When I listen to “Ora Pro Nobis Lucifer,” I can’t help but proclaim aloud “Jesus Fucking Christ,” even though that’s likely the last name Nergal wants uttered in his presence. After ten studio albums, Behemoth might have crafted their most epic, satanic sounding album to date. Even the album’s title track and “O Father O Satan O Sun,” arguably some of Behemoth’s more melodic offerings, are evil as fuck. The Satanist is the type of album that hits the spot when you’re in the mood for eerie and extreme black metal, and proves that even after undergoing bone marrow transplant (and a stint as a reality TV coach), Nergal is one of the evilest fuckers in metal today.
Key Track: “Ora Pro Nobis Lucifer”
God damn, Keith Buckley is one hell of a frontman. His vocal range alone makes him a superior singer in the metalcore scene, from his high volume growls to his Dave Grohl-esque croon. And unsurprisingly, Buckley’s voice is perfectly displayed on Every Time I Die’s seventh full-length. But don’t let the vocals distract you from the ferocious guitar riffs and frantic drumming heard throughout From Parts Unknown. If songs like “Decayin’ With The Boys” or “El Dorado” don’t kick you into full throttle, then check your pulse, cause you might be dead.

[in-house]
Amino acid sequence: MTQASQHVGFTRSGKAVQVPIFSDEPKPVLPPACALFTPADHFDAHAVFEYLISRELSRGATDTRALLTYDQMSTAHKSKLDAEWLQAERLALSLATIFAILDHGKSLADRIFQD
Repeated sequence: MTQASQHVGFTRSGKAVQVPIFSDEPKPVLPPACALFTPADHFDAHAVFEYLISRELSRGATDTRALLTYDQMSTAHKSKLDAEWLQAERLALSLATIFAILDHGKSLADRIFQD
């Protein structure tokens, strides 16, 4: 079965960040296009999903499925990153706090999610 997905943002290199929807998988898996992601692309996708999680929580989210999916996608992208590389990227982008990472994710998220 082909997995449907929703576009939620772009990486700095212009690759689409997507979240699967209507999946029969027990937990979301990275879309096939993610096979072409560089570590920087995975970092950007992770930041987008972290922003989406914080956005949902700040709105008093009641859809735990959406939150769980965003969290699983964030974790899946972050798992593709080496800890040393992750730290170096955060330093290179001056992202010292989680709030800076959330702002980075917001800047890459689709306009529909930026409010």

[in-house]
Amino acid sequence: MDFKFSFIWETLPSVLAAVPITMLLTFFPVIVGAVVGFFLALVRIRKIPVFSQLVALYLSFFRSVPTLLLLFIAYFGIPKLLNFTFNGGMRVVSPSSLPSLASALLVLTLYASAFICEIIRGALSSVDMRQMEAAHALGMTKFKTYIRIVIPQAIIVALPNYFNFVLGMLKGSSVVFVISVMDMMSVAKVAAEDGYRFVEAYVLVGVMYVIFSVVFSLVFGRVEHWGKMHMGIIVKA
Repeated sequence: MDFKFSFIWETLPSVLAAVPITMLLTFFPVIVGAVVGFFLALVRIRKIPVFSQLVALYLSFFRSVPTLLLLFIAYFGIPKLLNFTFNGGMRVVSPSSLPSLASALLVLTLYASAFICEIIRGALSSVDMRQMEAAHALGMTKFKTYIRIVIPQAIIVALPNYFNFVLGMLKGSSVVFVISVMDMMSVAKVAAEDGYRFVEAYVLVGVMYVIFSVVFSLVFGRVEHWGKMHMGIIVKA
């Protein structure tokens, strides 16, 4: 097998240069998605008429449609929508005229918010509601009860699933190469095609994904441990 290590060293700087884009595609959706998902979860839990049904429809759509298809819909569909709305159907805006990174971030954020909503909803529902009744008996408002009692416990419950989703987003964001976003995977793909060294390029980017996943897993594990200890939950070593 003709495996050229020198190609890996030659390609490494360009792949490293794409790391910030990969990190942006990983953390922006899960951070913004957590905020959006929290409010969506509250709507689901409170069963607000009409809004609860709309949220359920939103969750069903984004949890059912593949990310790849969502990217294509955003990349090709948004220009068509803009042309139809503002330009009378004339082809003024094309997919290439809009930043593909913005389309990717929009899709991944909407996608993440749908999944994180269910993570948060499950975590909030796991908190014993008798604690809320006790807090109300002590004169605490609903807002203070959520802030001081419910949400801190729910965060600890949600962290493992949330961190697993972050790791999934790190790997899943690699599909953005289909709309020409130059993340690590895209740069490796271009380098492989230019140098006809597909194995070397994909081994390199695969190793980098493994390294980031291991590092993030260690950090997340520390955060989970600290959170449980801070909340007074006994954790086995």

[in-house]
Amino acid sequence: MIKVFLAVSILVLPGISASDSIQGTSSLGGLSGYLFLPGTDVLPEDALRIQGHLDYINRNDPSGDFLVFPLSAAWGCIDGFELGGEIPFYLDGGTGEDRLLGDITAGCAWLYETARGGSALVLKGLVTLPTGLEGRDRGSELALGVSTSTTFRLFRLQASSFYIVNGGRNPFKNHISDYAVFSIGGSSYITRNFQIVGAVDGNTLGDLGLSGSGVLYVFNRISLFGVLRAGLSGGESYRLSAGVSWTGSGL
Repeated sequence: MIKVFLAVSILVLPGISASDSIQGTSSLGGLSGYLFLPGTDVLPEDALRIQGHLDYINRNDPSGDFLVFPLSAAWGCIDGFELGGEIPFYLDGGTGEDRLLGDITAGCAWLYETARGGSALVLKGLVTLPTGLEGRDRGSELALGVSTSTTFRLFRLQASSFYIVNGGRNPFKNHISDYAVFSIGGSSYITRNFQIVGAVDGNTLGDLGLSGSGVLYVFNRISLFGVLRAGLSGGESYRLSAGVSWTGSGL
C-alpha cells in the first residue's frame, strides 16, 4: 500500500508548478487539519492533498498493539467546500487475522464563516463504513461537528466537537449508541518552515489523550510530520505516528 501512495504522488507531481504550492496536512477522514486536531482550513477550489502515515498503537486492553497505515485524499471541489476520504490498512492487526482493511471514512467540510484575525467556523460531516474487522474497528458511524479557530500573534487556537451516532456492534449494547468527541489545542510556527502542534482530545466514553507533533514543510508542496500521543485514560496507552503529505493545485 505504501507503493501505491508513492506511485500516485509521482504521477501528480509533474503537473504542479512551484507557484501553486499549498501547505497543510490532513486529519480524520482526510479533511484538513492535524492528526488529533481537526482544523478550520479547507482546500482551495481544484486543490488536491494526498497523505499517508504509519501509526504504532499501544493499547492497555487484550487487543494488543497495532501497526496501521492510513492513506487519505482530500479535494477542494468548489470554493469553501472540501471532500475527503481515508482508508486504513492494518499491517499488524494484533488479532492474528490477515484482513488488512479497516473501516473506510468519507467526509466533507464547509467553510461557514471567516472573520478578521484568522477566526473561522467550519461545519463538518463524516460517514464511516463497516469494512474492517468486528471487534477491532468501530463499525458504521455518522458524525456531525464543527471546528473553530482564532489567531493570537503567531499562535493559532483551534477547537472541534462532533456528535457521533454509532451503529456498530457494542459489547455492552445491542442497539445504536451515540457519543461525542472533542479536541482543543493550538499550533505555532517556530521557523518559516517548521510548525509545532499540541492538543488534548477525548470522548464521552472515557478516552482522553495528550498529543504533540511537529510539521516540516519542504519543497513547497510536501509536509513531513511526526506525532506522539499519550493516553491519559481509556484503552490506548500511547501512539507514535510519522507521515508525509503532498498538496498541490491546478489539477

Key Track: “Decayin’ With The Boys”
If Queens Of The Stone Age took the same acid that Black Sabbath feasted on during its heyday, then you’d get Biblical. Bold statement? Then listen to Monsoon Season and tell me I’m wrong. Hailing from Toronto, Biblical’s debut full-length is a delicate balance of in your face heaviness and psychedelic groove. The album kicks off with the pounding “Second Sight,” but suddenly takes you on the hallucinogenic trip from hell with songs like “Traitors” and “The Quiet Crooks.” Some albums rely on extreme shredding and brutality, but Monsoon Season finds heaviness in gloomy, slow-burning riffs that you don’t have to be a stoner (or even a metal head) to appreciate.
Key Track: “Traitors”